Email updates

Keep up to date with the latest news and content from Chiropractic & Manual Therapies and BioMed Central.

Open Access Highly Accessed Research

The prevalence of the term subluxation in North American English-Language Doctor of chiropractic programs

Timothy A Mirtz1* and Stephen M Perle23

Author Affiliations

1 Indiana Institute of Technology, School of Education, Fort Wayne, Indiana USA

2 University of Bridgeport College of Chiropractic, Bridgeport, Connecticut, USA

3 School of Chiropractic and Sports Science, Murdoch University, Murdoch, Western Australia, Australia

For all author emails, please log on.

Chiropractic & Manual Therapies 2011, 19:14  doi:10.1186/2045-709X-19-14

Published: 17 June 2011

Abstract

Background

The subluxation construct has been a divisive term in the chiropractic profession. There is a paucity of evidence to document the subluxation. Some authors have questioned the propriety of continuing to use the term.

Aim

The purpose of this study is to examine current North American English language chiropractic college academic catalogs and determine the prevalence of the term subluxation in the respective chiropractic program curricula.

Methods

Sixteen current English-language North American chiropractic college academic catalogs were studied. The term subluxation was searched for in each of the catalogs. Categories were developed for the usage of the term. These included "total times mentioned", "subluxation mentioned in a course description", "subluxation mentioned in a course title", "subluxation mentioned in a technique course description", and "subluxation mentioned in a philosophy course description." The prevalence of the "subluxation mentioned in a course description" was compared to the total programmatic curriculum.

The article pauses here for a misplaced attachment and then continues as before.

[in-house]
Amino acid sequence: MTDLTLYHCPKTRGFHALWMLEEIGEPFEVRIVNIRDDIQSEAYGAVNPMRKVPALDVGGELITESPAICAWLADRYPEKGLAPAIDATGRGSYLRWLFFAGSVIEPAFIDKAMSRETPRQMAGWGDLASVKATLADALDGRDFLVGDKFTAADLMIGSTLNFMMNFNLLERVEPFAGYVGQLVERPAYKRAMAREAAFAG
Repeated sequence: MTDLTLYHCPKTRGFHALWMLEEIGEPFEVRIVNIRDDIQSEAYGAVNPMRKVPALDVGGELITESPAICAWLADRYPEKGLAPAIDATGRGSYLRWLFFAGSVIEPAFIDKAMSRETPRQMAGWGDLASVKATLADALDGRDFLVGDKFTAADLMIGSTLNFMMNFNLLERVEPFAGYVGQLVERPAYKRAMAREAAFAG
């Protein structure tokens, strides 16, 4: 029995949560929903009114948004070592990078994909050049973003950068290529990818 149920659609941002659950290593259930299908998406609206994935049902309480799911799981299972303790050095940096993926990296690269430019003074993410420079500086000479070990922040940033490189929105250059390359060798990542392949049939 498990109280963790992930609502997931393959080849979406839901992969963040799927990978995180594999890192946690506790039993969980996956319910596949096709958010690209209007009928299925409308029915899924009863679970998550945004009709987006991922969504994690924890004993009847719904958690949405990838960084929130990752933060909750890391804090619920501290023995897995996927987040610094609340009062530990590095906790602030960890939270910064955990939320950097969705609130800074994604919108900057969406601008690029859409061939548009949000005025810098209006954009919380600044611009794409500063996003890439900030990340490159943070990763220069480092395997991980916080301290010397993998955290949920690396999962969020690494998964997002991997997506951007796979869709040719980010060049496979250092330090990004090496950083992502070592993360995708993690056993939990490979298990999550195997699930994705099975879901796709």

Results

Palmer College in Florida devoted 22.72% of its curriculum to courses mentioning the subluxation followed by Life University (Marietta, GA) and Sherman College with 16.44% and 12.80% respectively. As per specific coursework or subjects, an average of 5.22 courses or subjects have descriptions mentioning the term subluxation. Three schools made no mention of the term subluxation in their academic catalogs; they were National University of Health Sciences, Canadian Memorial Chiropractic College, and Southern California University of Health Sciences.

Conclusion

Despite the controversies and paucity of evidence the term subluxation is still found often within the chiropractic curricula of most North American chiropractic programs. Future research should determine if changes in accreditation standards and research on evidence based practice will affect this prevalence.